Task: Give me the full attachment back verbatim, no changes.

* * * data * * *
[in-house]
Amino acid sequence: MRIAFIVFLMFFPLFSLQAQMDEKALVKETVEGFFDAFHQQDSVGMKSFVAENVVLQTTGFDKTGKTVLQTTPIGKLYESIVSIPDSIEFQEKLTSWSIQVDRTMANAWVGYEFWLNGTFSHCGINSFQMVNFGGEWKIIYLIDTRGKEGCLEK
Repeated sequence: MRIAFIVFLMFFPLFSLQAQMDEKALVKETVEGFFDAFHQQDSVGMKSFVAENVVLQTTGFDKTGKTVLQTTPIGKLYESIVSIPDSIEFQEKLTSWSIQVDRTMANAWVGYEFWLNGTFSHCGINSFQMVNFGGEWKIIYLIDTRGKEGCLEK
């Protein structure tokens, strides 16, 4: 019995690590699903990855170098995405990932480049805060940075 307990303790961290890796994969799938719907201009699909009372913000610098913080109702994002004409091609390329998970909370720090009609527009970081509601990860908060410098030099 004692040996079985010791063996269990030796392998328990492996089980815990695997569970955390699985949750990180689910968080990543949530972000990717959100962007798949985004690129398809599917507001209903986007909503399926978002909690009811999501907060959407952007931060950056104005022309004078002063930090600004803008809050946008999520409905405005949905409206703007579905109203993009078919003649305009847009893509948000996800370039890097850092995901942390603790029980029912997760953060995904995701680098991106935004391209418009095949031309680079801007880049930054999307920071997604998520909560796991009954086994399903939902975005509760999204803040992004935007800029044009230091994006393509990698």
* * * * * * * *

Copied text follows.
[in-house]
Amino acid sequence: MRIAFIVFLMFFPLFSLQAQMDEKALVKETVEGFFDAFHQQDSVGMKSFVAENVVLQTTGFDKTGKTVLQTTPIGKLYESIVSIPDSIEFQEKLTSWSIQVDRTMANAWVGYEFWLNGTFSHCGINSFQMVNFGGEWKIIYLIDTRGKEGCLEK
Repeated sequence: MRIAFIVFLMFFPLFSLQAQMDEKALVKETVEGFFDAFHQQDSVGMKSFVAENVVLQTTGFDKTGKTVLQTTPIGKLYESIVSIPDSIEFQEKLTSWSIQVDRTMANAWVGYEFWLNGTFSHCGINSFQMVNFGGEWKIIYLIDTRGKEGCLEK
């Protein structure tokens, strides 16, 4: 019995690590699903990855170098995405990932480049805060940075 307990303790961290890796994969799938719907201009699909009372913000610098913080109702994002004409091609390329998970909370720090009609527009970081509601990860908060410098030099 004692040996079985010791063996269990030796392998328990492996089980815990695997569970955390699985949750990180689910968080990543949530972000990717959100962007798949985004690129398809599917507001209903986007909503399926978002909690009811999501907060959407952007931060950056104005022309004078002063930090600004803008809050946008999520409905405005949905409206703007579905109203993009078919003649305009847009893509948000996800370039890097850092995901942390603790029980029912997760953060995904995701680098991106935004391209418009095949031309680079801007880049930054999307920071997604998520909560796991009954086994399903939902975005509760999204803040992004935007800029044009230091994006393509990698």